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Section 37 Senior Courts Act 1981 injunctions can be made only in support of existing substantive powers

Court of Appeal discharges injunction to transfer pension policy

The Court of Appeal has confirmed that injunctions made under section 37 of the Senior Courts Act 1981 can be made only in support of existing substantive powers.

In Goyal v Goyal [2016] EWCA Civ 792 the Court of Appeal heard that at first instance husband had been found to have gambled away the vast majority of the family's wealth. On this basis, and with the concern that H would dissipate any assets awarded to him, HHJ Brasse had awarded the full assets to the wife.

At the end of initial final hearing however, the issue of pension was adjourned for further consideration. It had transpired that H had encashed two pensions and placed them into an annuity in India. He had failed to disclose this either at the time, or in response to a questionnaire on the matter. HHJ Brasse held that the "secret transfer of these pensions without the wife's knowledge or consent or without disclosing the fact to the court was, in my judgment, a manifestly deceitful course of action which must have been designed to defeat the wife's legitimate claims". 

At the further hearing, the judge determined that the policy was still beneficially owned by H, given that W had discovered an account in India in H's name into which the proceeds were paid. At that hearing the judge understood that he was unable to make a pension sharing order against the annuity held as it was in India. He therefore made a mandatory injunction 'ancillary to [the court's] statutory functions under the Matrimonial Causes Act 1973' 'against Mr. Goyal to transfer or assign the HDFC pension policy to Mrs. Goyal so that she and the child will have some security for the future'. The order required H to transfer or assign to W all his interest in the policy, and pending the completion of the transfer or assignment, to pay to the wife all income in respect of the policy.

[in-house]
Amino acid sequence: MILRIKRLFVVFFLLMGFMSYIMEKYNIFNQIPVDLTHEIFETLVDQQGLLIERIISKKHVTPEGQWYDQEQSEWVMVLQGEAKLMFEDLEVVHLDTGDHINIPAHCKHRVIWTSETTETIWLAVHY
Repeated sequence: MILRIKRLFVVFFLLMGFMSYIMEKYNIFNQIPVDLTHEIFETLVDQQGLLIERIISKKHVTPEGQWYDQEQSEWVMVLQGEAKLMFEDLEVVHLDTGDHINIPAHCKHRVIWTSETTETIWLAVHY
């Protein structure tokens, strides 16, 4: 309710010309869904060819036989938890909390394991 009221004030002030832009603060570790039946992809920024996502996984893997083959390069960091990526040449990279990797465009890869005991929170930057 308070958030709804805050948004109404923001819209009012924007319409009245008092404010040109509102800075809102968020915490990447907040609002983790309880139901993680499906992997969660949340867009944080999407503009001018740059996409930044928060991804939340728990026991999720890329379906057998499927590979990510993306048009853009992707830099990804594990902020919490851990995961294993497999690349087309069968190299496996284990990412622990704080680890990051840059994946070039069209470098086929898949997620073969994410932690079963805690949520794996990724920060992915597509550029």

In the Court of Appeal it was noted that the judge was wrong to assume that a pension sharing order was not possible purely on the basis that the annuity was held in India. A 'specified pension arrangement', as required by s.21A MCA 1973, is given a wide definition in Section 46 of the Welfare Reform and Pensions Act 1999. There are no specific territorial limits on the definition, and therefore on the power to grant a pension sharing order.

However, McFarlane LJ, giving the lead judgment, held that HHJ Brasse had clearly not made an order under that power, as the original judgment expressly stated that the judge had understood that this was not an option open to him.

At the appeal hearing, it was effectively accepted that the only power that the judge could have used to make the injunction was Section 37 of the Senior Courts Act 1981. McFarlane LJ confirmed that, following authorities such as Wicks v Wicks [1998] 1 FLR 470 and The North London Railway Company v The Great Northern Railway Company [1883] 11 QBD 30, s37 SCA 1981 only confers ancillary or supportive, and not substantive, powers. As HHJ Brasse had expressly ruled out a statutory power in support of which the injunction was granted, there was no power for the provision to be made.

The relevant provisions of HHJ Brasse's order were therefore discharged. The issue of the pension sharing order was listed for a re-hearing to determine the use of s.21A MCA 1973, as well as issues of service on the pension provider and determination of whether the annuity policy would allow for assignment. This was despite H's arguments in relation to proportionality of a further hearing, and W being given an inappropriate second chance to remedy defects in her service now that H had highlighted them. In any event, the Court of Appeal did not have the power to dismiss W's pension claims.

For the judgment and summary by Samuel Little johns of 1 Hare Court, of which the above is an abbreviated version, please click here.